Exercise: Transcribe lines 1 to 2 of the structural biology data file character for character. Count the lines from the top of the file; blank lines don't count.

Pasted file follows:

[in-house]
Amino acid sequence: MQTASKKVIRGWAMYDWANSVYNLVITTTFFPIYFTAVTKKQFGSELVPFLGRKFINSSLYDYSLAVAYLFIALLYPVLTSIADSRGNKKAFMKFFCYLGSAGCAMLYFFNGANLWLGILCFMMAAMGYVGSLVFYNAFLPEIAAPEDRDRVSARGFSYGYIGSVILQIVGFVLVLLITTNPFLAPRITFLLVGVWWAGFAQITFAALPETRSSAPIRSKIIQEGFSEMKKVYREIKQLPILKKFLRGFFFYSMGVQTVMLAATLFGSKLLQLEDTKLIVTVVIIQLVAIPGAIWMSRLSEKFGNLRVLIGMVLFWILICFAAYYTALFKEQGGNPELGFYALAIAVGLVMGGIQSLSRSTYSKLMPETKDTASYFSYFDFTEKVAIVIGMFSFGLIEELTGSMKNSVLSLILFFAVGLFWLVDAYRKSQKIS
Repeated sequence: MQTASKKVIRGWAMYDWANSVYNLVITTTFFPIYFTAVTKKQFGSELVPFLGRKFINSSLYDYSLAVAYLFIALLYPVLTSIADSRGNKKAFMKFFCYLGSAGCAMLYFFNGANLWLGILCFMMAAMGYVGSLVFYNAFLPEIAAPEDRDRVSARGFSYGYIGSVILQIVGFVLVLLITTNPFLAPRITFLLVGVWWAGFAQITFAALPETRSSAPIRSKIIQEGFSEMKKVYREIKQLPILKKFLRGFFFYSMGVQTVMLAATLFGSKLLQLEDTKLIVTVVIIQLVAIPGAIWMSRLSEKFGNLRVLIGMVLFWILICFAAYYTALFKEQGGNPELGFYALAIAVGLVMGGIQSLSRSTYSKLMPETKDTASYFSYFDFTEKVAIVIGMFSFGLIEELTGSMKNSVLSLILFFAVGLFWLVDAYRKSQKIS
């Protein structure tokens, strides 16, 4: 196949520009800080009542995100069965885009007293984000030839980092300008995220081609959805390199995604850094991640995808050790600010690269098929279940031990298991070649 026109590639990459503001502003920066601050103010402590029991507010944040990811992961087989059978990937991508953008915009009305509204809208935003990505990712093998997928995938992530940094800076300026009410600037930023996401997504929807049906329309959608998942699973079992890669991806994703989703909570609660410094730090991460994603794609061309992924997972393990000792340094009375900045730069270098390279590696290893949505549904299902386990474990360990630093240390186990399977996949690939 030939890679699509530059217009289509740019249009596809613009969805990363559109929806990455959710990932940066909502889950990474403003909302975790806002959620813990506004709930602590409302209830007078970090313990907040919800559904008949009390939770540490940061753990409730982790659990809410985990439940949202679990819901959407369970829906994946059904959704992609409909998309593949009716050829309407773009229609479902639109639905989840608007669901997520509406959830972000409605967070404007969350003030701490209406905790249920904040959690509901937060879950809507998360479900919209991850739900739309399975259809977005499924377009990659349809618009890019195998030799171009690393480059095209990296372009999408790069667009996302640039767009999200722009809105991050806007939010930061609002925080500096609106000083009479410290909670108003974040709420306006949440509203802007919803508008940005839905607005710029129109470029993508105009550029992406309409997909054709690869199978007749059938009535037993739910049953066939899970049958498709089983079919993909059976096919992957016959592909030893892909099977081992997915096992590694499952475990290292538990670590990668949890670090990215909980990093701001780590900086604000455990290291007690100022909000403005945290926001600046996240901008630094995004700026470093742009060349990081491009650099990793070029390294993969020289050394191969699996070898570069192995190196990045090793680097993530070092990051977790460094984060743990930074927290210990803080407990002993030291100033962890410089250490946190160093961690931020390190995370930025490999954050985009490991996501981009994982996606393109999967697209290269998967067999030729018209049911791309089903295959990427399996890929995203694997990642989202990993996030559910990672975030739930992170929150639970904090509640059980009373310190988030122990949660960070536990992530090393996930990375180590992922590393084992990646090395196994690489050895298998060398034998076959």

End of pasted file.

[in-house]
Amino acid sequence: MQTASKKVIRGWAMYDWANSVYNLVITTTFFPIYFTAVTKKQFGSELVPFLGRKFINSSLYDYSLAVAYLFIALLYPVLTSIADSRGNKKAFMKFFCYLGSAGCAMLYFFNGANLWLGILCFMMAAMGYVGSLVFYNAFLPEIAAPEDRDRVSARGFSYGYIGSVILQIVGFVLVLLITTNPFLAPRITFLLVGVWWAGFAQITFAALPETRSSAPIRSKIIQEGFSEMKKVYREIKQLPILKKFLRGFFFYSMGVQTVMLAATLFGSKLLQLEDTKLIVTVVIIQLVAIPGAIWMSRLSEKFGNLRVLIGMVLFWILICFAAYYTALFKEQGGNPELGFYALAIAVGLVMGGIQSLSRSTYSKLMPETKDTASYFSYFDFTEKVAIVIGMFSFGLIEELTGSMKNSVLSLILFFAVGLFWLVDAYRKSQKIS